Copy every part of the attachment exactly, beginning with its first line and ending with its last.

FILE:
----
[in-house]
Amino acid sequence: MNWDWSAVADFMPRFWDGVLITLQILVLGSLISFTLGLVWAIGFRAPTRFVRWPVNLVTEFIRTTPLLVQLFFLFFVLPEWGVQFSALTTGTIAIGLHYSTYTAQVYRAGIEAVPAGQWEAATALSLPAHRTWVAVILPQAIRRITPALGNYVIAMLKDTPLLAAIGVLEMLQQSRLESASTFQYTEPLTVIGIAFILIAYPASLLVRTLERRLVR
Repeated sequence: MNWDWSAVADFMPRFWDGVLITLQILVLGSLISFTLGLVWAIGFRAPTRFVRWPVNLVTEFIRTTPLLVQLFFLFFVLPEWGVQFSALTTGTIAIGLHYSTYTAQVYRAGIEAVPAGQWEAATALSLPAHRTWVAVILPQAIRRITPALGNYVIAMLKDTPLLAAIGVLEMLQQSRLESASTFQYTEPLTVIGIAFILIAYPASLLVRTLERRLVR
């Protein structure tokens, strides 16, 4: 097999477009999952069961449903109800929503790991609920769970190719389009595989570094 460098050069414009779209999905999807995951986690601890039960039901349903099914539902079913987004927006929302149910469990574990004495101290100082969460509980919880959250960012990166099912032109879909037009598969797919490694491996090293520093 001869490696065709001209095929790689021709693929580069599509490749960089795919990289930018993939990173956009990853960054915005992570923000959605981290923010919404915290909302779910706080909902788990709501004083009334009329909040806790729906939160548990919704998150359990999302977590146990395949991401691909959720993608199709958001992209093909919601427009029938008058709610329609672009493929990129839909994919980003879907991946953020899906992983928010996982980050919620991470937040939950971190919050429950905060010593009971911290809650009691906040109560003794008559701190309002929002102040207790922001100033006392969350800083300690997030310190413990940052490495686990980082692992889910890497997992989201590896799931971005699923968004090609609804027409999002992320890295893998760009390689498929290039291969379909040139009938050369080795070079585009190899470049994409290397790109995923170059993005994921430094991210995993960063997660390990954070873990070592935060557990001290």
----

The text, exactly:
[in-house]
Amino acid sequence: MNWDWSAVADFMPRFWDGVLITLQILVLGSLISFTLGLVWAIGFRAPTRFVRWPVNLVTEFIRTTPLLVQLFFLFFVLPEWGVQFSALTTGTIAIGLHYSTYTAQVYRAGIEAVPAGQWEAATALSLPAHRTWVAVILPQAIRRITPALGNYVIAMLKDTPLLAAIGVLEMLQQSRLESASTFQYTEPLTVIGIAFILIAYPASLLVRTLERRLVR
Repeated sequence: MNWDWSAVADFMPRFWDGVLITLQILVLGSLISFTLGLVWAIGFRAPTRFVRWPVNLVTEFIRTTPLLVQLFFLFFVLPEWGVQFSALTTGTIAIGLHYSTYTAQVYRAGIEAVPAGQWEAATALSLPAHRTWVAVILPQAIRRITPALGNYVIAMLKDTPLLAAIGVLEMLQQSRLESASTFQYTEPLTVIGIAFILIAYPASLLVRTLERRLVR
């Protein structure tokens, strides 16, 4: 097999477009999952069961449903109800929503790991609920769970190719389009595989570094 460098050069414009779209999905999807995951986690601890039960039901349903099914539902079913987004927006929302149910469990574990004495101290100082969460509980919880959250960012990166099912032109879909037009598969797919490694491996090293520093 001869490696065709001209095929790689021709693929580069599509490749960089795919990289930018993939990173956009990853960054915005992570923000959605981290923010919404915290909302779910706080909902788990709501004083009334009329909040806790729906939160548990919704998150359990999302977590146990395949991401691909959720993608199709958001992209093909919601427009029938008058709610329609672009493929990129839909994919980003879907991946953020899906992983928010996982980050919620991470937040939950971190919050429950905060010593009971911290809650009691906040109560003794008559701190309002929002102040207790922001100033006392969350800083300690997030310190413990940052490495686990980082692992889910890497997992989201590896799931971005699923968004090609609804027409999002992320890295893998760009390689498929290039291969379909040139009938050369080795070079585009190899470049994409290397790109995923170059993005994921430094991210995993960063997660390990954070873990070592935060557990001290």